Juan Gomez has worked with the Salvation Army for seven years. In that time he has helped with numerous disasters like Hurricane Dolly, the flooding of the Rio Grande, and even the devastation in Haiti.
"I have helped lead a lot of the services in," Gomez said.
Gomez said he takes pride in the work he does for others.
"I get to see first- hand what we're doing, where the money goes, and how we're putting your money to work," Gomez said.
Unfortunately while there are some organizations, like the Salvation Army, legitimately trying to help others, there are others out there looking to make money off of someone else TMs misfortunes.
"We're going to see an influx of people reporting to be with established organizations and they're going to be asking for monetary donations," Dolores Salinas, with the Better Business Bureau, said.
Salinas said there are some simple do TMs and don TMts to follow when it comes to donating.
She said check out the organization with the BBB.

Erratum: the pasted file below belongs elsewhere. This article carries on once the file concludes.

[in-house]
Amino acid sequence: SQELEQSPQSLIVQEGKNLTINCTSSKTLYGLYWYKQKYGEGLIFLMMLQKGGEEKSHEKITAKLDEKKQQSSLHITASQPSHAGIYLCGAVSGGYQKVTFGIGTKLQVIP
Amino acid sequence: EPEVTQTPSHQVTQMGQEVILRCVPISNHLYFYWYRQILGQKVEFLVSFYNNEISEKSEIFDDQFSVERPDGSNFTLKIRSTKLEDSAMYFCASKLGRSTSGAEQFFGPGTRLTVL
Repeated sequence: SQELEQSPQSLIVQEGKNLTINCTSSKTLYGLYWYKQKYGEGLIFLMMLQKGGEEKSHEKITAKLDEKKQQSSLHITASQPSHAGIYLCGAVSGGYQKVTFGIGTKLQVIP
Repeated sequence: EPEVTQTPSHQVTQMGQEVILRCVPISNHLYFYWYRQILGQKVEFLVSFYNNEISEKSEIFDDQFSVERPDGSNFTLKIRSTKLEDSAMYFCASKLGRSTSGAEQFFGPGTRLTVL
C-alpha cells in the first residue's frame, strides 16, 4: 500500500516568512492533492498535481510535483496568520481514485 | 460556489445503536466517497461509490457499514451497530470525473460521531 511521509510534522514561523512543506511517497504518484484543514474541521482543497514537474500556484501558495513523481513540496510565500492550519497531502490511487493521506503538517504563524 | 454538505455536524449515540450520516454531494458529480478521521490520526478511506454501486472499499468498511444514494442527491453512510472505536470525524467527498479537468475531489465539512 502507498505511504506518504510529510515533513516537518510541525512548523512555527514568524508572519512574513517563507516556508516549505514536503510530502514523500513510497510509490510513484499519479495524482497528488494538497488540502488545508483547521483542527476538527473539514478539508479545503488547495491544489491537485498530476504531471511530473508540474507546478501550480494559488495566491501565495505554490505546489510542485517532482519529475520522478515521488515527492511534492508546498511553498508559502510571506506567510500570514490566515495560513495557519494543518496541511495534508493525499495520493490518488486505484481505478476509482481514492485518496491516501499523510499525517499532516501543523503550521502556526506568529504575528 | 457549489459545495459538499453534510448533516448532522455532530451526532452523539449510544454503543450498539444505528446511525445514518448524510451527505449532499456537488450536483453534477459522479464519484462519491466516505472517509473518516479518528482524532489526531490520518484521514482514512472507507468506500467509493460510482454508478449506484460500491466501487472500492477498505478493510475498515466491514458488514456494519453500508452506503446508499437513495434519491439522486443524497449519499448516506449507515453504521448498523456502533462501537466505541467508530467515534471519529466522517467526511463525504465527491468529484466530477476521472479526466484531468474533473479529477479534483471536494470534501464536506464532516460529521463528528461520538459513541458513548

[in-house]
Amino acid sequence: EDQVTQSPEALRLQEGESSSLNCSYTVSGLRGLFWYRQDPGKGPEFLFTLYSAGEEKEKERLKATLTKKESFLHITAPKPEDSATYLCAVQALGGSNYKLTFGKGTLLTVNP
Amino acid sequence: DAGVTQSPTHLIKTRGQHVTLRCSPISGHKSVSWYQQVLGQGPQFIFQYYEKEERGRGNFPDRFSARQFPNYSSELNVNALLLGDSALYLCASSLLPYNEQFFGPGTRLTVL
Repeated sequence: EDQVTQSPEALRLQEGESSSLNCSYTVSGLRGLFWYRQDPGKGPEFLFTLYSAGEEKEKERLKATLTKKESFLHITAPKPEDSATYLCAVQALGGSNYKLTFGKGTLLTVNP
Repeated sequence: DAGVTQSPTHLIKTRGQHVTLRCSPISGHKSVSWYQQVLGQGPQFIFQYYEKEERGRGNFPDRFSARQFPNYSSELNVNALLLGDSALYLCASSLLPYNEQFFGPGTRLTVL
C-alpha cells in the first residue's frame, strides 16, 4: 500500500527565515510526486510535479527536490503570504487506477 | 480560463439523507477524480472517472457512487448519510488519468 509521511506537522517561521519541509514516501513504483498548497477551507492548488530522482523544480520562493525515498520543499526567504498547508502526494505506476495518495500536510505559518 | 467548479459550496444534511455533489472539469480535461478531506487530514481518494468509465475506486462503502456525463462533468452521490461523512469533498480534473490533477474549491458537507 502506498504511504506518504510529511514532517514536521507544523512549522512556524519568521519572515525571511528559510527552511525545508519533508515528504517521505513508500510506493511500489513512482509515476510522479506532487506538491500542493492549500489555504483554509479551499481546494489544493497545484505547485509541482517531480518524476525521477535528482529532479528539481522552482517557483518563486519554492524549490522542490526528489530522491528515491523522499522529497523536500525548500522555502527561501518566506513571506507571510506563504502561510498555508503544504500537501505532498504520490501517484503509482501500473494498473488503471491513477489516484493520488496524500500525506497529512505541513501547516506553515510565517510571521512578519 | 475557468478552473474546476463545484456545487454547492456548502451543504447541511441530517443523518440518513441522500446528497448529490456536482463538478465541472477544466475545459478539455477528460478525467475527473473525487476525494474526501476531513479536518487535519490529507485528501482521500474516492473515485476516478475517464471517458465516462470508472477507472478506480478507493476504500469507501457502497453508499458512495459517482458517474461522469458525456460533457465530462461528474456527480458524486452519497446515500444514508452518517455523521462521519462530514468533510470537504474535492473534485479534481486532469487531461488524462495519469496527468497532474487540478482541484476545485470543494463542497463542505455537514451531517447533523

Ask for an identification card and make sure to pay with a check or credit card.
She said do not pay in cash or make and impulsive donation.
She said do not assume the donation you make will be used as it is represented.
"The best advice I can give is make sure you're dealing with reputable organizations," Salinas said.
As for Gomez and the Salvation Army"it is too early to tell when they will be able to send someone to Japan with supplies.
Gomez said they are accepting monetary donations through their website.
You can go to www.salvationarmy.com to donate.
You can even text your donation to 80888.
Type in the word ~Japan TM or ~Quake TM and ten dollars will be charged to your next phone bill.